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CPS Charter High School Graduates 20% More Likely to Enroll in College Than Traditional CPS Graduates

3/8/2017, noon | Updated on 3/8/2017, noon

CPS Charter High School Graduates 20% More Likely to

Enroll in College Than Traditional CPS Graduates

CHICAGO - Twenty years after the first charter

public high school opened in Chicago, a new report released recently by the Illinois Network of Charter Schools found that charter high school seniors are 20 percent more likely to enroll in college than other CPS seniors -- and that charter schools are dramatically increasing college access for historically underserved students.

“Chicago’s charter high schools sent 73 percent

of their graduates to college last year -- 20 percent more than students who graduated from other Chicago public high schools,” said Andrew Broy, president of the Illinois Network of Charter Schools (INCS). “These results clearly indicate that charter high schools are providing a path to success for thousands of Chicago kids who might otherwise not have that chance.”

Half of Chicago’s top 20 public high schools for college enrollment were charter schools in 2017. While almost all of the district-run schools in the top 20 were one of Chicago’s exclusive, selective enrollment high schools, each of the top tier charter schools were open to all students, with no admissions exam. Charter school students attending top 20 schools were more than twice as likely to be students with special needs, twice as likely to be low-income students, four times as likely to be bilingual, and 64 percent more likely to be Black or Latino than district school students in

the top 20.

“Charter high schools are proving that no matter your race, your zip code, your country of origin, or the language you speak at home, you can go to a public school in Chicago and get a great education that prepares you for college,” said Michael Milkie, CEO and superintendent of the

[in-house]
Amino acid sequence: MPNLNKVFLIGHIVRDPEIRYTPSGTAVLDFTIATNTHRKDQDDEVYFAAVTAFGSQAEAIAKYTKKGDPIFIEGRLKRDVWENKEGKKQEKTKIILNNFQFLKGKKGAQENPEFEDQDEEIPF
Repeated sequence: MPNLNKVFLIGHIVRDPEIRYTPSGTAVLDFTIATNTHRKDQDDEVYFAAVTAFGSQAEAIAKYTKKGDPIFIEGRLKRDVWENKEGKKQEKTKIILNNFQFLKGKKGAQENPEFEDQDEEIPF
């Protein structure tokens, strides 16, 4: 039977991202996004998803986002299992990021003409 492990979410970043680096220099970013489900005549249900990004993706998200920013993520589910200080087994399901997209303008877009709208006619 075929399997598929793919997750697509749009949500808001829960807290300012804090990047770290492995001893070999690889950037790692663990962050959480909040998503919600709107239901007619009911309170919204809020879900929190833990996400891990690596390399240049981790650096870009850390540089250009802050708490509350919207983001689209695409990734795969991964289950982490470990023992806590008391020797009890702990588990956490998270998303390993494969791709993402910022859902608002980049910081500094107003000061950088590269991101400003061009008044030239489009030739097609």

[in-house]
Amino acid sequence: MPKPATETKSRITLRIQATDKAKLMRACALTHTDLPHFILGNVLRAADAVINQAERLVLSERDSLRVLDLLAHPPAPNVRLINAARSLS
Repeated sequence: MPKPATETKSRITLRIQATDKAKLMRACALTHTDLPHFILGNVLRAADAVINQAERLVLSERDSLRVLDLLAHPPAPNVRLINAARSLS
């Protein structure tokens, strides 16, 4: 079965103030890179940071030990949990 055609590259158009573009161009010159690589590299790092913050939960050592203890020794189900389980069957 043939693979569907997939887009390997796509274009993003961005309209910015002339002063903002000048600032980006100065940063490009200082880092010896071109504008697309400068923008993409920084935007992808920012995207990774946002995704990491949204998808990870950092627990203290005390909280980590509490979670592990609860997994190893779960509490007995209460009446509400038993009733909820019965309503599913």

Noble Network of Charter Schools, Milkie also noted that in 83 percent of the neighborhoods served by charter schools, a charter high school was the best school in the neighborhood for getting students into college.

“A college degree has never been more important for succeeding in today’s society,” said Constance Brewer, chief external affairs officer for Noble schools. “College graduates have more professional opportunities during the course of their lifetime than those with only a high school

diploma; that’s why it’s so important that all kids in

our city have the opportunity to go to college.”

The results of the INCS study were released at a press conference announcing the formation of Elevate Chicago -- a newly formed coalition of Chicago charter schools and community organizations united on behalf of pro-charter

public policy and to give thousands of charter

school parents a voice in policy debates impacting

their children.

“A charter public high school made sure

that my daughter got into college,” said Carmela

Pointer, who has a child attending Ralph Ellison

on Chicago’s south side. “Every child in Chicago

deserves the opportunity to go to college, and

Elevate Chicago will help us reach that goal.”

“Charter public schools have given parents in

my community the opportunity to choose great

public schools for our kids,” said Albert Mendez,

who has children enrolled in both Irving Park

School and Northtown Academy.

“We’re proud to work hand in hand with

families to make sure that every student has an

opportunity to attend college,” said Elizabeth Shaw,

CEO of Chicago International Charter Schools.